A: Of the more than 6,000 students, faculty and staff at the UTSA Downtown Campus, 78 people are identified as being at low-risk for exposure. Metro Health will personally be handing a letter or mailing a letter home to these students and staff with information on TB screening. It's important that they participate in the TB screening.
Q: Are those identified to be tested possibly contagious at this time?
A: According to Metro Health, no. Persons who have merely been exposed to tuberculosis are not contagious. Even a person that was exposed and infected with tuberculosis is not contagious so long as they do not have active symptoms of disease. Contact investigations are conducted to identify persons recently infected, asymptomatic and not contagious (latent TB infection or LTBI). If a new case is found, a new contact investigation begins around that person.
Q: What notification will go the public?
A: UTSA faculty and students identified for screening were made aware of the situation, Thursday, November 12. An informational meeting was held to answer questions and explain procedures taken to protect the health of our community.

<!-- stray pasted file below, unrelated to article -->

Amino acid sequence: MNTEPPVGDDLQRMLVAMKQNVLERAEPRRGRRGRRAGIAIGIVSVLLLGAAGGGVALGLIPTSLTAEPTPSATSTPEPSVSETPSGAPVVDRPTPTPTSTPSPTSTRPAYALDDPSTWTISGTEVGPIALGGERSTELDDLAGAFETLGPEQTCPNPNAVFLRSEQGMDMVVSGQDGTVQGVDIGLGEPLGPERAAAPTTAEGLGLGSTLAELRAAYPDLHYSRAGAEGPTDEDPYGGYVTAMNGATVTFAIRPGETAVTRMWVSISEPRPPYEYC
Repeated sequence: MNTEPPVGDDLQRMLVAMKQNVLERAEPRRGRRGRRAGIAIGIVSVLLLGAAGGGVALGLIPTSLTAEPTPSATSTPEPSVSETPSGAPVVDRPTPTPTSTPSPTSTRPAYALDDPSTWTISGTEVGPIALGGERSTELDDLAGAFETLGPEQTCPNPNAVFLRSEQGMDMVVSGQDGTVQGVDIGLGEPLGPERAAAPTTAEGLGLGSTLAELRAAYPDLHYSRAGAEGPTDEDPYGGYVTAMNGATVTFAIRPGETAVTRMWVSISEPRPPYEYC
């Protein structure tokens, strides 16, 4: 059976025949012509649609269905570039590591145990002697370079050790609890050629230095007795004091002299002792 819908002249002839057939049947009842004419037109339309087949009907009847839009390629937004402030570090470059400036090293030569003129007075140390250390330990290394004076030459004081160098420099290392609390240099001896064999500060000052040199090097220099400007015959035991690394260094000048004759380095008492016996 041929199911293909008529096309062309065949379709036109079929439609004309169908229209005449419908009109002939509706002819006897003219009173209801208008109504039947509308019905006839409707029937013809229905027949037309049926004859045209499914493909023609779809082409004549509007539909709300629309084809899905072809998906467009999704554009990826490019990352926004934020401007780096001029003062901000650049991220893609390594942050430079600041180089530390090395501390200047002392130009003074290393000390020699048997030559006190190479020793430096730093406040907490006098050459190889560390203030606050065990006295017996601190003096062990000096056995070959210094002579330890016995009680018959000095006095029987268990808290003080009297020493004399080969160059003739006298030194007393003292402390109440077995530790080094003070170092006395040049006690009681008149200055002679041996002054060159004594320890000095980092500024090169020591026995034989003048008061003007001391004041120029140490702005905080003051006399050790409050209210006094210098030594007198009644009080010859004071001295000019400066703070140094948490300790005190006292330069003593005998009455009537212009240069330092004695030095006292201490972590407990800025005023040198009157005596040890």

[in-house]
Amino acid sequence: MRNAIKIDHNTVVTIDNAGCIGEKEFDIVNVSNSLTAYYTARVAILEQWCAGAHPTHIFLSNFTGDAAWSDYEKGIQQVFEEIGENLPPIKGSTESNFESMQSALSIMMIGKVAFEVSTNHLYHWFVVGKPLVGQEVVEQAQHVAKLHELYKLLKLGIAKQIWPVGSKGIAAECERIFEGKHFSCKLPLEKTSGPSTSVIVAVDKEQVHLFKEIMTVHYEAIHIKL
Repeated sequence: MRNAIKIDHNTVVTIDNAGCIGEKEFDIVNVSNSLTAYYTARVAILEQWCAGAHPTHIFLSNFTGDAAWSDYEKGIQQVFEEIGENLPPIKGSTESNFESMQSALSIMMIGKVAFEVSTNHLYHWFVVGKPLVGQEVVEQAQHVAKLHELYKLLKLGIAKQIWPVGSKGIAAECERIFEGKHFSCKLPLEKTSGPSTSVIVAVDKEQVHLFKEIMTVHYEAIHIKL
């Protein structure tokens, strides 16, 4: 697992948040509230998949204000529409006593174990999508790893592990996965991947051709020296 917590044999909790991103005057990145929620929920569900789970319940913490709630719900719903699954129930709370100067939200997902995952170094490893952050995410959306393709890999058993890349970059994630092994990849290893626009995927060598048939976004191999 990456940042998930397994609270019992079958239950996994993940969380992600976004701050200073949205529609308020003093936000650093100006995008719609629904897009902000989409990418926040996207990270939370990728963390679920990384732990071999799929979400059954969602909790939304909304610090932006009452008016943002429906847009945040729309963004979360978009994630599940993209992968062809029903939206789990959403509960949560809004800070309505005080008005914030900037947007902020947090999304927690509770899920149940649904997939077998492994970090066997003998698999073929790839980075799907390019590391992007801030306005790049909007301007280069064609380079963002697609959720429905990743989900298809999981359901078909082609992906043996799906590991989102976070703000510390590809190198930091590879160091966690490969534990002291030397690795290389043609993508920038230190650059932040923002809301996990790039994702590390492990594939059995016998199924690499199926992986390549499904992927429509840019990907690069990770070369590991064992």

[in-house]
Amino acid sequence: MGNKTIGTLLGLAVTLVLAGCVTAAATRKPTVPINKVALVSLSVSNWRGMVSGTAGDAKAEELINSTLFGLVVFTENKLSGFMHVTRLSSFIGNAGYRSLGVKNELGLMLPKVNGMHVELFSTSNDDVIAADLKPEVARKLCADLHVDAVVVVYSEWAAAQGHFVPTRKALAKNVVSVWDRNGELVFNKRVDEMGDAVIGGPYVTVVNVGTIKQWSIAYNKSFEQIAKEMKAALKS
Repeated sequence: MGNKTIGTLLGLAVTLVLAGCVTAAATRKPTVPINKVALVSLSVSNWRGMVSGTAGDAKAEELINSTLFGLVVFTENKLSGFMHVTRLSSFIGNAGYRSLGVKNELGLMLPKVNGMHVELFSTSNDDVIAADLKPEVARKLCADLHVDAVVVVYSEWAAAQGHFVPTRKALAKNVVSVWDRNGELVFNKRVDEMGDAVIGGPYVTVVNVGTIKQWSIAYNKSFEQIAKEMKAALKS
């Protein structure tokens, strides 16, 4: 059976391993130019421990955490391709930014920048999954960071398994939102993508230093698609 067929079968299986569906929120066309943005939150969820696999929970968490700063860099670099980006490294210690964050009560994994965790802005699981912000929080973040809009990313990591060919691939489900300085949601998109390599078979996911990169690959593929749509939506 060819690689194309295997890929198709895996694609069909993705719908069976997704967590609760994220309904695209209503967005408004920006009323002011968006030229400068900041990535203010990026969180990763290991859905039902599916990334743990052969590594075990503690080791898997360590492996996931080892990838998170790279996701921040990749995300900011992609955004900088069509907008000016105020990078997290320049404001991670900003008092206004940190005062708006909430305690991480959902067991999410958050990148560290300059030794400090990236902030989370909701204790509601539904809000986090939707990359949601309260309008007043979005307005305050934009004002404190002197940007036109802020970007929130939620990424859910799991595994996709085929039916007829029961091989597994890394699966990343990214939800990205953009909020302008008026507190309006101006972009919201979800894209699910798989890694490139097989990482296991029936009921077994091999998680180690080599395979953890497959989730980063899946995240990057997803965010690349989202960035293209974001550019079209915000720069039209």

Q: Should students, staff and parents be concerned? What would you say to concerned students, staff and parents?
A: Health authorities believe the individual was at low risk of transmitting tuberculosis to other individuals. Concerned students, staff and parents should contact the Metro Health District Chest Clinic at (210) 207-8823 or their own primary care physicians.
Q: What will those students possibly exposed to TB need to do?
A: Metro Health with UTSA will conduct TB screening within the next few weeks. The TB test will be administered to the students and staff members who were possibly exposed.
Q: Was the person with active tuberculosis a student or a staff member?
A: To respect the federally protected privacy rights of the individual, no information will be given out that pertains to their identity.
Q: How did that person get it?
A: To protect the privacy rights of the individual, no information will be given out that pertains to their identity.
Q: Should staff and students rush to their doctors or hospital this weekend?
A: No. Metro Health will be testing identified staff and students on scheduled dates. It is highly recommended that identified staff and students be tested on those dates. Metro Health has spoken to them and is available to answer their questions.